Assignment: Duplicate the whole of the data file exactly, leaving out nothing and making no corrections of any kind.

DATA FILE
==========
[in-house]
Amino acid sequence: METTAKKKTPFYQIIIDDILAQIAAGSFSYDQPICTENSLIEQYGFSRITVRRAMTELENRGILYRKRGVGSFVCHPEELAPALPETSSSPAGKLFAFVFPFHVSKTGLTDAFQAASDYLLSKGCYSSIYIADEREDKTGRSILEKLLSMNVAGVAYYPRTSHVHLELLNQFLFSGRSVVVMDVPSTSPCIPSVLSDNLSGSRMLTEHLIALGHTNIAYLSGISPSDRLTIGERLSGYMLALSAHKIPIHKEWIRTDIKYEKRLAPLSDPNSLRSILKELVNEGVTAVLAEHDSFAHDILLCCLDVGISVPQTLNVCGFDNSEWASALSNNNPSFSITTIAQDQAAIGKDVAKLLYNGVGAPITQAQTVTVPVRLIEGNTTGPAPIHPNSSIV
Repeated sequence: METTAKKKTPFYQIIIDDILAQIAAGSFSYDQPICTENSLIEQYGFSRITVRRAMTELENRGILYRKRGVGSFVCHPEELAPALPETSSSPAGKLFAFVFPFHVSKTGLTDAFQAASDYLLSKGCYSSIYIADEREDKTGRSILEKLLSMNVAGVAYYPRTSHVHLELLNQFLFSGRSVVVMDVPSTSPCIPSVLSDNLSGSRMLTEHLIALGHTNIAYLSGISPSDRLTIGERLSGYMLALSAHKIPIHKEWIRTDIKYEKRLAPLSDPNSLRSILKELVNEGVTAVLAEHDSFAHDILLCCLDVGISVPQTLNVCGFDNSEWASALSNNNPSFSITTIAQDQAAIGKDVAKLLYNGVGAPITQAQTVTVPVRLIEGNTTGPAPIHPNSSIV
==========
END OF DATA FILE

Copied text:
[in-house]
Amino acid sequence: METTAKKKTPFYQIIIDDILAQIAAGSFSYDQPICTENSLIEQYGFSRITVRRAMTELENRGILYRKRGVGSFVCHPEELAPALPETSSSPAGKLFAFVFPFHVSKTGLTDAFQAASDYLLSKGCYSSIYIADEREDKTGRSILEKLLSMNVAGVAYYPRTSHVHLELLNQFLFSGRSVVVMDVPSTSPCIPSVLSDNLSGSRMLTEHLIALGHTNIAYLSGISPSDRLTIGERLSGYMLALSAHKIPIHKEWIRTDIKYEKRLAPLSDPNSLRSILKELVNEGVTAVLAEHDSFAHDILLCCLDVGISVPQTLNVCGFDNSEWASALSNNNPSFSITTIAQDQAAIGKDVAKLLYNGVGAPITQAQTVTVPVRLIEGNTTGPAPIHPNSSIV
Repeated sequence: METTAKKKTPFYQIIIDDILAQIAAGSFSYDQPICTENSLIEQYGFSRITVRRAMTELENRGILYRKRGVGSFVCHPEELAPALPETSSSPAGKLFAFVFPFHVSKTGLTDAFQAASDYLLSKGCYSSIYIADEREDKTGRSILEKLLSMNVAGVAYYPRTSHVHLELLNQFLFSGRSVVVMDVPSTSPCIPSVLSDNLSGSRMLTEHLIALGHTNIAYLSGISPSDRLTIGERLSGYMLALSAHKIPIHKEWIRTDIKYEKRLAPLSDPNSLRSILKELVNEGVTAVLAEHDSFAHDILLCCLDVGISVPQTLNVCGFDNSEWASALSNNNPSFSITTIAQDQAAIGKDVAKLLYNGVGAPITQAQTVTVPVRLIEGNTTGPAPIHPNSSIV